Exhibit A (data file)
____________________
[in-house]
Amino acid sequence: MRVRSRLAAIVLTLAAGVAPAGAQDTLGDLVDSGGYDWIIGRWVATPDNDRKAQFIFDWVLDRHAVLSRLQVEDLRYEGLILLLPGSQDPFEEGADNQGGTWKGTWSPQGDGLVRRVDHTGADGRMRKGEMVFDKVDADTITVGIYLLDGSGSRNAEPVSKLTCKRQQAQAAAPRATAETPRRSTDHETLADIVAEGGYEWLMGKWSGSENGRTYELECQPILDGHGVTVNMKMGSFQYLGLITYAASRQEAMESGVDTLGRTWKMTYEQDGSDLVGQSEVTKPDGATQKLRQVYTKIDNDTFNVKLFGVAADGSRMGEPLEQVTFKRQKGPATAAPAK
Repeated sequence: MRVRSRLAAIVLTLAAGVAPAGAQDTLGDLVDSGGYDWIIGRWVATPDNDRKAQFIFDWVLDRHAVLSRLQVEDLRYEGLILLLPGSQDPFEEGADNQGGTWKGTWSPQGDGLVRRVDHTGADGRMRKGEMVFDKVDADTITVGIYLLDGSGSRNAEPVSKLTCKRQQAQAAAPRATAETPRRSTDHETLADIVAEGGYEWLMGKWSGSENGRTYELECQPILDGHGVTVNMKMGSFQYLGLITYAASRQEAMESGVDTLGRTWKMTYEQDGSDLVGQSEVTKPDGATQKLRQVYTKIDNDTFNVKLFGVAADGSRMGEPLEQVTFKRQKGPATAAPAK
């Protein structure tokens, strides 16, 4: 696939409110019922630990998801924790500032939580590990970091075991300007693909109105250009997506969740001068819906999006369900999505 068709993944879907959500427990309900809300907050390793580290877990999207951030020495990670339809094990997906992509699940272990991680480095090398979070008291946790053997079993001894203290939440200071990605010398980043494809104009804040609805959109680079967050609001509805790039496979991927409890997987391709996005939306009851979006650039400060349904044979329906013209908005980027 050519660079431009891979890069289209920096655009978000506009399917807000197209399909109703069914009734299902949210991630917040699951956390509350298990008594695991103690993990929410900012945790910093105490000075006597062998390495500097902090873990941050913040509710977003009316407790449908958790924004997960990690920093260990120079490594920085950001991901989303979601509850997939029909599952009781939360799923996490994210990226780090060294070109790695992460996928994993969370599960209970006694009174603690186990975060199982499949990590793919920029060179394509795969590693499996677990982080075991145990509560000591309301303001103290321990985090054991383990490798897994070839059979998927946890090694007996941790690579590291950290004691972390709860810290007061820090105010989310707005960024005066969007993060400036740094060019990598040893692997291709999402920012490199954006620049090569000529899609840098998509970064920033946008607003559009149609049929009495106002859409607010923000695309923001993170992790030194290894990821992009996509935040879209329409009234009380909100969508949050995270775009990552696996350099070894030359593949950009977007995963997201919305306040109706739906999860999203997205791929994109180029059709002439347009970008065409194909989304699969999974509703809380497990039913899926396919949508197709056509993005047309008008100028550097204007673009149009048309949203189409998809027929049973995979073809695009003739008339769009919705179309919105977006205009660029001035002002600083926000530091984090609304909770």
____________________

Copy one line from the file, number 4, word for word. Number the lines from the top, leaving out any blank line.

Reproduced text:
């Protein structure tokens, strides 16, 4: 696939409110019922630990998801924790500032939580590990970091075991300007693909109105250009997506969740001068819906999006369900999505 068709993944879907959500427990309900809300907050390793580290877990999207951030020495990670339809094990997906992509699940272990991680480095090398979070008291946790053997079993001894203290939440200071990605010398980043494809104009804040609805959109680079967050609001509805790039496979991927409890997987391709996005939306009851979006650039400060349904044979329906013209908005980027 050519660079431009891979890069289209920096655009978000506009399917807000197209399909109703069914009734299902949210991630917040699951956390509350298990008594695991103690993990929410900012945790910093105490000075006597062998390495500097902090873990941050913040509710977003009316407790449908958790924004997960990690920093260990120079490594920085950001991901989303979601509850997939029909599952009781939360799923996490994210990226780090060294070109790695992460996928994993969370599960209970006694009174603690186990975060199982499949990590793919920029060179394509795969590693499996677990982080075991145990509560000591309301303001103290321990985090054991383990490798897994070839059979998927946890090694007996941790690579590291950290004691972390709860810290007061820090105010989310707005960024005066969007993060400036740094060019990598040893692997291709999402920012490199954006620049090569000529899609840098998509970064920033946008607003559009149609049929009495106002859409607010923000695309923001993170992790030194290894990821992009996509935040879209329409009234009380909100969508949050995270775009990552696996350099070894030359593949950009977007995963997201919305306040109706739906999860999203997205791929994109180029059709002439347009970008065409194909989304699969999974509703809380497990039913899926396919949508197709056509993005047309008008100028550097204007673009149009048309949203189409998809027929049973995979073809695009003739008339769009919705179309919105977006205009660029001035002002600083926000530091984090609304909770």